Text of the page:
Given the charisma Zāyid had among his contemporaries Abū Zabī quickly became the center of the new state and due to him slowly and gradually federal institutions solidified the union. This prestige was never challenged in his lifetime, even after Dubai became the economic powerhouse of the state. Thus aš-Šayh Zāyid is rightfully respected as the true founding father of the Emirates, largely overshadowing the other Emirati rulers. Even those, who were essential companions. Zāyid is commemorated all over the state, as public places and institutions are named after him, and due to his active and largely supportive foreign policy for all joint Arab matters, he is remembered as a positive figure. He is truly the ruler, who created the still overall positive image of the Emirates, despite all the controversies surrounding it in the last decade, or so.

            In his lifetime Zāyid had seven wives. The first came from the same Āl Nahyān royal dynasty, and thus the children from this marriage had a distinct prestige, as somewhat “purebloods” from within the dynasty. That is how his eldest son from this marriage, Halīfa became his undisputed heir, despite his less charismatic figure. However, it was Zāyid’s third wife, Fāṭima bint Mubārak al-Kutbī – who is still alive -, who gave birth to the six sons – aside from two daughters – who by now took over the state and constitute the by far strongest power block in the entire Emirates. This family lineage and the ways how Muḥammad ibn Zāyid took over the state even before he became the former ruler had been discussed by Panorama earlier.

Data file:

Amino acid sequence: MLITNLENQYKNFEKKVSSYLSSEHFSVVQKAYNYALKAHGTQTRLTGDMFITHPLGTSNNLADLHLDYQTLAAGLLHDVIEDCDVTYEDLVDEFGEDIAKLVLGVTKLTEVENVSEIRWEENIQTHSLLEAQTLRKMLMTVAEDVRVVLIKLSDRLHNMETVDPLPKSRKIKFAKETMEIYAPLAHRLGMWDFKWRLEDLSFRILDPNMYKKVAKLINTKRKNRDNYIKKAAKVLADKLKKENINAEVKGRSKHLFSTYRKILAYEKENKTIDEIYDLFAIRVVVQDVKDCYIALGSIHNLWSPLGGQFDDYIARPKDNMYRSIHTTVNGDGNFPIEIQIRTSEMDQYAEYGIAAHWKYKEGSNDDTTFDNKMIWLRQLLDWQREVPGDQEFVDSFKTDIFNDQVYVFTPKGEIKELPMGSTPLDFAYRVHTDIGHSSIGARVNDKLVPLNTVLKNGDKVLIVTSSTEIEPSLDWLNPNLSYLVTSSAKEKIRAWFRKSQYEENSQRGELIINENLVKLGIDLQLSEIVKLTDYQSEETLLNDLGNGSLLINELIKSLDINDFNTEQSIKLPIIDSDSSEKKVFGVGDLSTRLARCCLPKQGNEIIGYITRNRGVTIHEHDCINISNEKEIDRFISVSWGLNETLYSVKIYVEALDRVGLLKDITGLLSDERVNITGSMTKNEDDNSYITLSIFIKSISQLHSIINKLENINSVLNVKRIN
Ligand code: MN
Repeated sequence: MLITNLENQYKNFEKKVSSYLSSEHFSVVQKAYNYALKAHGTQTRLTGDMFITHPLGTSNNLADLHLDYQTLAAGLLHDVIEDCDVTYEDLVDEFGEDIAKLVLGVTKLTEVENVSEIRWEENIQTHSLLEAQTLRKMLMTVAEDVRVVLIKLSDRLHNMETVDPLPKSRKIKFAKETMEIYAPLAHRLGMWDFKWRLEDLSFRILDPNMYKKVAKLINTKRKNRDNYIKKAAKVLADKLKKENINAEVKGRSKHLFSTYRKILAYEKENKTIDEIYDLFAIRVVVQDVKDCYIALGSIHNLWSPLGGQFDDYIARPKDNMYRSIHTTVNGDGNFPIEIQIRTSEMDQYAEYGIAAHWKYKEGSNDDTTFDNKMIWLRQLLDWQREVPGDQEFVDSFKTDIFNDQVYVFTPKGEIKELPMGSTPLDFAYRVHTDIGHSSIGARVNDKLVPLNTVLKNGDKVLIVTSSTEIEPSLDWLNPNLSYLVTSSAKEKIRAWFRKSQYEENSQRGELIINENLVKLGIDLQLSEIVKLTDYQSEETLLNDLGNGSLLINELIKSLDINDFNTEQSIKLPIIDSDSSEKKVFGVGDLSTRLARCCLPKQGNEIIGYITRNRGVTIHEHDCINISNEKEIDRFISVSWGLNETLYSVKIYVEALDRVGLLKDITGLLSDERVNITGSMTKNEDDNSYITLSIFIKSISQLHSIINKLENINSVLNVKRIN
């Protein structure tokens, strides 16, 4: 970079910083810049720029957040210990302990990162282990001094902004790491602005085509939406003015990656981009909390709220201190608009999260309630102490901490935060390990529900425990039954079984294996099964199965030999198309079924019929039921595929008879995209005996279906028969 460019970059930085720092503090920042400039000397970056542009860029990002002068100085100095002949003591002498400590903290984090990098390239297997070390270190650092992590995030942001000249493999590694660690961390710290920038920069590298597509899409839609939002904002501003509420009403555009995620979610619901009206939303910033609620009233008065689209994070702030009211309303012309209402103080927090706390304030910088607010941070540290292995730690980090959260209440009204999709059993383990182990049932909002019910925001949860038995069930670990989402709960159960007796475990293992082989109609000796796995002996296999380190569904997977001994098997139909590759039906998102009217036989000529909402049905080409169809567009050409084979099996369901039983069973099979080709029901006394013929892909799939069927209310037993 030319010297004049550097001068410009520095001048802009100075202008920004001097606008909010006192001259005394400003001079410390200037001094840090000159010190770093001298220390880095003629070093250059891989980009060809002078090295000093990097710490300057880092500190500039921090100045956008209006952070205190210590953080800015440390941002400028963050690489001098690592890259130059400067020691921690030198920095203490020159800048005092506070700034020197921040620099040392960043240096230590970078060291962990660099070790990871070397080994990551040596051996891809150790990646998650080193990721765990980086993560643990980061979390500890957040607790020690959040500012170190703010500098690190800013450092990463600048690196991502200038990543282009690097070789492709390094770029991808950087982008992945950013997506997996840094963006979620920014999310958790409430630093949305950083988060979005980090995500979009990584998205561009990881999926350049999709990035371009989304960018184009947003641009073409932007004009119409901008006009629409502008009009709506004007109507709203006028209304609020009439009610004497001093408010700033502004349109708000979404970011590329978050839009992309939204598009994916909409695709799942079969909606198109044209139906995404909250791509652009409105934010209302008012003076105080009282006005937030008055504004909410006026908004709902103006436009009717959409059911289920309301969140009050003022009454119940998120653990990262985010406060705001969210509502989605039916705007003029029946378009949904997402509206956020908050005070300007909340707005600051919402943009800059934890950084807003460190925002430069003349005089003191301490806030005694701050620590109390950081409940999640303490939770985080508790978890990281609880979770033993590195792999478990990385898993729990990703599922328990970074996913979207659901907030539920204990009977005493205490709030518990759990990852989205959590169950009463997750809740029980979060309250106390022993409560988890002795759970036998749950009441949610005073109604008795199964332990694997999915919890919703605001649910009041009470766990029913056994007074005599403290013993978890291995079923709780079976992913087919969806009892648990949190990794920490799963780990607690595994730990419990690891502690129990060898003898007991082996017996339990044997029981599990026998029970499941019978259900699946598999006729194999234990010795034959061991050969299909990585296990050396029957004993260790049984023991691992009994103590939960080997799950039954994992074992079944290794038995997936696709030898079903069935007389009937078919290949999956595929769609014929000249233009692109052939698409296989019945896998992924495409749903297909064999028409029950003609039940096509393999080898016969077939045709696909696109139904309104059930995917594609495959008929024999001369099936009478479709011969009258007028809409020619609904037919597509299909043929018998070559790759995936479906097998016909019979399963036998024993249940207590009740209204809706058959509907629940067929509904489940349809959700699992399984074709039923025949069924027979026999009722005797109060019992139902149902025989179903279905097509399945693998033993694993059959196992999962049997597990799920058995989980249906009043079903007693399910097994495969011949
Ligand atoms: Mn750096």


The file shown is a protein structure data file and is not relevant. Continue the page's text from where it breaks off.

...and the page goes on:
Aš-Šayh Zāyid truly was a figure very hard to overestimate. An energetic visionary for his state, who had the determination and will, but also the patience for soft political machinations to fulfill his vision and create one of the most rapidly progressing and most successful modern Arab states. However, as often is the case with such historical figures, he was a man very hard to follow, even though he made his best to reassure the inheritance of his eldest son.

Aš-Šayh Zāyid Āl Nahyān founder and first President of the UAE

            Halīfa, however, who grew up under the overpowering influence of his father, might have been a skilled caretaker, but as a ruler proved to be less charismatic. Despite the customary praising eulogies now in the Emirates, his image was seldom seen in public events for years, and will probably go down in history as a side note barely mentioned. For a long, he tried to follow the policies of his father both internally and internationally, but due to his less visionary rule, the state slowly started to lose that role it had under Zāyid. The other monarchs in the union respected him, but slowly grew more independent – especially Dubai – eventually questioning the pivotal role of Abū Zabī within the state. He also had less fortunate relations both with the United States, as Washington did not take him seriously, nor regarded him as a true ally, and both with his regional allies, as Saudi Arabia was slowly overshadowing it and also failed to prevent the bitter rivalry with Qatar, led by far more ambitious rulers.